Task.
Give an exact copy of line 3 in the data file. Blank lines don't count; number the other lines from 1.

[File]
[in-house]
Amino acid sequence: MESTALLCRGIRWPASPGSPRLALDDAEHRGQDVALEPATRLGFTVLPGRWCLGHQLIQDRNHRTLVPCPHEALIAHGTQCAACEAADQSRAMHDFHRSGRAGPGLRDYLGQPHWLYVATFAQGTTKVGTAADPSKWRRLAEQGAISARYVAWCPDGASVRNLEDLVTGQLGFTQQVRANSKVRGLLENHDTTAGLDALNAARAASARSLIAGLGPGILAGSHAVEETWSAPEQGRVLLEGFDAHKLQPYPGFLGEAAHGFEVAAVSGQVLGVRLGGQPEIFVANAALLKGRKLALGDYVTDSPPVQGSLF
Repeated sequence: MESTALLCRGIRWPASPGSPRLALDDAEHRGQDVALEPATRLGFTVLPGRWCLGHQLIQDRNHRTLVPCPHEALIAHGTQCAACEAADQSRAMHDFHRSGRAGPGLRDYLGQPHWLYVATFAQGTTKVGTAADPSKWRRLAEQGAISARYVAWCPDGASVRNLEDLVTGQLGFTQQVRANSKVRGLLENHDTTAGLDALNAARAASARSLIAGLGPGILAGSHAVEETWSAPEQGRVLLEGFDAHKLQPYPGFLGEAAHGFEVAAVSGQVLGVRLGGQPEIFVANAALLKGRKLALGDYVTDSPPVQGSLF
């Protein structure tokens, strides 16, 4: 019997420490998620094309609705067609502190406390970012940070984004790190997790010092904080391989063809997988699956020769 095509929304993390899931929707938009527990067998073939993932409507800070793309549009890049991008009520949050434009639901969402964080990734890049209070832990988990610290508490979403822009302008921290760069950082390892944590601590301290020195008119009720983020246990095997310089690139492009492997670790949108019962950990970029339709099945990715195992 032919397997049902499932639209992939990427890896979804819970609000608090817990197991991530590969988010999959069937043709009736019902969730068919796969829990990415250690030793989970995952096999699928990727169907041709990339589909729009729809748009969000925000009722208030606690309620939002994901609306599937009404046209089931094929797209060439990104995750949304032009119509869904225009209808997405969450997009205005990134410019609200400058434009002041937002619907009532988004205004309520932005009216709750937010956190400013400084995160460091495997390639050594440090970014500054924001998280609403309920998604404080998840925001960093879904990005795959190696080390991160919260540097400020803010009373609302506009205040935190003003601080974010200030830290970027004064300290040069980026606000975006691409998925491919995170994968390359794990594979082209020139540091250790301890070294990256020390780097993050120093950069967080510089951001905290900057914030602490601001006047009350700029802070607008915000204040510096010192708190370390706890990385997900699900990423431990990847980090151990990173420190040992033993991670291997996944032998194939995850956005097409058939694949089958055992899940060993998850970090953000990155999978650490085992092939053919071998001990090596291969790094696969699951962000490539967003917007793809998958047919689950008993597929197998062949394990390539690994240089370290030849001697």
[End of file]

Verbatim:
Repeated sequence: MESTALLCRGIRWPASPGSPRLALDDAEHRGQDVALEPATRLGFTVLPGRWCLGHQLIQDRNHRTLVPCPHEALIAHGTQCAACEAADQSRAMHDFHRSGRAGPGLRDYLGQPHWLYVATFAQGTTKVGTAADPSKWRRLAEQGAISARYVAWCPDGASVRNLEDLVTGQLGFTQQVRANSKVRGLLENHDTTAGLDALNAARAASARSLIAGLGPGILAGSHAVEETWSAPEQGRVLLEGFDAHKLQPYPGFLGEAAHGFEVAAVSGQVLGVRLGGQPEIFVANAALLKGRKLALGDYVTDSPPVQGSLF